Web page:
State’s Attorney General Bob Ferguson
campaign finance lawsuits in King County Superior Court Monday
failed to maintain legally required information for Washington state
political advertising placed on their online platforms dating back to
campaign finance laws require commercial advertisers that sell
political advertising, maintain information about those who buy that
advertising. In turn the advertisers are also required to make that
information available to the public.
documents filed with the state Public Disclosure Commission, in the
last decade, Washington candidates and political committees reported
about $3.4 million in payments to Facebook and $1.5 million to Google
related to advertising.
political advertising disclosure laws apply to everyone, whether you
are a small-town newspaper or a large corporation,” Ferguson
said. “Washingtonians have a right to know who’s paying
for the political advertising they see.”
required to collect information on the sources and payments of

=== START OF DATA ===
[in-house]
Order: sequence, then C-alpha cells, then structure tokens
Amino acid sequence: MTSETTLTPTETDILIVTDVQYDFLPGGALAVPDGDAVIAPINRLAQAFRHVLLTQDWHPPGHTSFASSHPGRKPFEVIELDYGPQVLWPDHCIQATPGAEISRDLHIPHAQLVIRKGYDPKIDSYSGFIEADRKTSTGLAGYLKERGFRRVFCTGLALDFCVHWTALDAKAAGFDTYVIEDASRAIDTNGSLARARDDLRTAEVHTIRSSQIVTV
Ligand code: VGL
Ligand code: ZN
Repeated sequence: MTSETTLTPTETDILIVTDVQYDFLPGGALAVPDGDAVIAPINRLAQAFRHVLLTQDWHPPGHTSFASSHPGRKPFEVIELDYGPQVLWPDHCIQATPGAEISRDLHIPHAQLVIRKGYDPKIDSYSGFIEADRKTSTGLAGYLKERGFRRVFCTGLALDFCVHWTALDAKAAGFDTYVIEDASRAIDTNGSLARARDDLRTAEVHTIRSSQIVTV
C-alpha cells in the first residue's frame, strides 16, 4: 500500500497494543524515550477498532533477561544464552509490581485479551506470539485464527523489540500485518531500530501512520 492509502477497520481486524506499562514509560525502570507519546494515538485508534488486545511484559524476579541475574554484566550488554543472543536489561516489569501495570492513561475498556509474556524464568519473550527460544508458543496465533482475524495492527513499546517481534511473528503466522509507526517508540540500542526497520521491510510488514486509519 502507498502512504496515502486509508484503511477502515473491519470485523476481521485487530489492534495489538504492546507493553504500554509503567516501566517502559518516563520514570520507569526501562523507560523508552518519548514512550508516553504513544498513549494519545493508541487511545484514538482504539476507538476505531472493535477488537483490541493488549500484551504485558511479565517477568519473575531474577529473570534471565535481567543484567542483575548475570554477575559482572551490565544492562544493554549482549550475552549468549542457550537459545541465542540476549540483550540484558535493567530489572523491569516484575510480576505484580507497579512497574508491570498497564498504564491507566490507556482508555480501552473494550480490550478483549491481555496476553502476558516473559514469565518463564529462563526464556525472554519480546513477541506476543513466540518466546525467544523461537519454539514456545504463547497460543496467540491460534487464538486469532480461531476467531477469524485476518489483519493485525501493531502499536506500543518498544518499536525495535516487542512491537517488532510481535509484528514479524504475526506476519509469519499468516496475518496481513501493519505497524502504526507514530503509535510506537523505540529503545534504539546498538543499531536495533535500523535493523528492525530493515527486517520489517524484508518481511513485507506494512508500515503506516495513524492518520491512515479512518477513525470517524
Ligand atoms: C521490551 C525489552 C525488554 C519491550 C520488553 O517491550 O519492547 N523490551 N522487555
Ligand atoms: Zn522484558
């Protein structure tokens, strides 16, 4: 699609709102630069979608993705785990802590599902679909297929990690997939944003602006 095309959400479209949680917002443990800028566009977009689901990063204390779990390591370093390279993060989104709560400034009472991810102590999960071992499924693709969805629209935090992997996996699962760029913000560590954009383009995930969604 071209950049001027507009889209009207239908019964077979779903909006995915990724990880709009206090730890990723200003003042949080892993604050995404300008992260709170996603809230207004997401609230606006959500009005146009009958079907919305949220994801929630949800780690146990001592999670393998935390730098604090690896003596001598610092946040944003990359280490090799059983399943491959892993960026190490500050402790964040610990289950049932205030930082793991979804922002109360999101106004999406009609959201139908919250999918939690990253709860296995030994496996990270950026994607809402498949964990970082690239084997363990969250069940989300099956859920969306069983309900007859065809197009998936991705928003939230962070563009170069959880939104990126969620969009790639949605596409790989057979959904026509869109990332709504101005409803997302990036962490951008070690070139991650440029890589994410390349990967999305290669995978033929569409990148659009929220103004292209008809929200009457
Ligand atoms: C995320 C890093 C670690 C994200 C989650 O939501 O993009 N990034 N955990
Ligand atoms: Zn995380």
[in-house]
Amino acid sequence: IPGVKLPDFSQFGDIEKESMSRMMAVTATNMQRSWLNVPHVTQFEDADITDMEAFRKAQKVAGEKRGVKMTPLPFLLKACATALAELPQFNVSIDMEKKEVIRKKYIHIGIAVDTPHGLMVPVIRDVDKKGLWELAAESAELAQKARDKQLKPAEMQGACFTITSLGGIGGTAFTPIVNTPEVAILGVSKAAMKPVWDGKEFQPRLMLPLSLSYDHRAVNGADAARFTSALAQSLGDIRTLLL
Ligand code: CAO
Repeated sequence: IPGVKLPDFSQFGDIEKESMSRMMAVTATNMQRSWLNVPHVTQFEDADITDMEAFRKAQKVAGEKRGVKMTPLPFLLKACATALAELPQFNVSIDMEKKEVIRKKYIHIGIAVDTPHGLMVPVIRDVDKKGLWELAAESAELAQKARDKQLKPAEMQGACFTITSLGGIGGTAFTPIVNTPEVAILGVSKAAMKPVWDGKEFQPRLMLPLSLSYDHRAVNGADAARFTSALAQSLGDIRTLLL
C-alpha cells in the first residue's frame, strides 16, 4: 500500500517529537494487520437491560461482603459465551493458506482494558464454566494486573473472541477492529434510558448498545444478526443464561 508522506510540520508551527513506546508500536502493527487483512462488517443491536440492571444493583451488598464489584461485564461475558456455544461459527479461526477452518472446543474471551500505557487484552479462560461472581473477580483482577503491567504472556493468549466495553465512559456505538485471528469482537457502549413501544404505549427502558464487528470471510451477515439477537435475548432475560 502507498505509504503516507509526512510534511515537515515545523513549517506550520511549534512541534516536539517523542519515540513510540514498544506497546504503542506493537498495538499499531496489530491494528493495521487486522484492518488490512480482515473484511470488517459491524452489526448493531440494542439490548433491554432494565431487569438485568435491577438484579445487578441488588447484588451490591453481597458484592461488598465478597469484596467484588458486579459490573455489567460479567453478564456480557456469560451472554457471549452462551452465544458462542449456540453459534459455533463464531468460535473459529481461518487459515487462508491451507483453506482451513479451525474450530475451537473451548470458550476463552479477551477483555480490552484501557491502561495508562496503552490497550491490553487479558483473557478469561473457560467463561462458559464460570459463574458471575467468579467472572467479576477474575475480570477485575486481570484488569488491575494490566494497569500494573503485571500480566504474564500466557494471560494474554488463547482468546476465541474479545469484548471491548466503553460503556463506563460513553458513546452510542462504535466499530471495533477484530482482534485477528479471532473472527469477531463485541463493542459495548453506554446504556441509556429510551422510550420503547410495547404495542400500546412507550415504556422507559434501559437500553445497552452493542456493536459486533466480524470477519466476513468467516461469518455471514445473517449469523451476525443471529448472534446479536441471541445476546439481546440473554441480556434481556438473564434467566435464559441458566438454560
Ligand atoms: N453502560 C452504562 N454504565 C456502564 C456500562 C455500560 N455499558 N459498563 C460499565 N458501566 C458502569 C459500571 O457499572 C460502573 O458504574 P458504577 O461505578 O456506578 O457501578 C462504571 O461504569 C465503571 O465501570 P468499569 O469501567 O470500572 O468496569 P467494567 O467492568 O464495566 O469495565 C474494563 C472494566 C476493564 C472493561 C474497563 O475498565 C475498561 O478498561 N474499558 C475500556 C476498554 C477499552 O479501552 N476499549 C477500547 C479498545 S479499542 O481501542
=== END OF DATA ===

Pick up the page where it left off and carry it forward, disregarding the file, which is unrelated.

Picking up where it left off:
political advertising and make it available for public inspection.
The information advertisers are legally required to collect includes:
name of the candidate or measure supported or opposed;
dates the advertiser provided the service;
name and address of the person who sponsored the advertising; and
total cost of the advertising, who paid for it (which may be different
than the sponsor) and what method of payment they used.
complaints precede AG’s lawsuit
Attorney General’s Office received citizen action notices
alleging that Facebook and Google had not provided any of the legally
required information on political advertisements run on their
platforms associated with several Washington state campaigns.
law allows a
member of the public to visit a commercial advertiser during normal
business hours and see who is paying for the political advertising
they run, and how much the campaign committee is spending.
that Facebook and Google did not provide Washingtonians the same
opportunity. Ferguson cites as an example, Eli Sanders, Associate
Editor of The Stranger, hand-delivered a letter
companies’ Seattle offices requesting information on 2017
municipal election political advertising, but neither company
provided him any of the legally required information.
Facebook allegedly did not obtain or maintain all the information
required of campaign advertisers, including the names and addresses
of all persons from whom they accepted advertising, or the total cost
and manner of payment.
the state seeks penalties and injunctive relief. The defendants have
20 days from the date they are served to respond to the state’s
summary of the
Attorney General’s Office campaign finance case resolutions is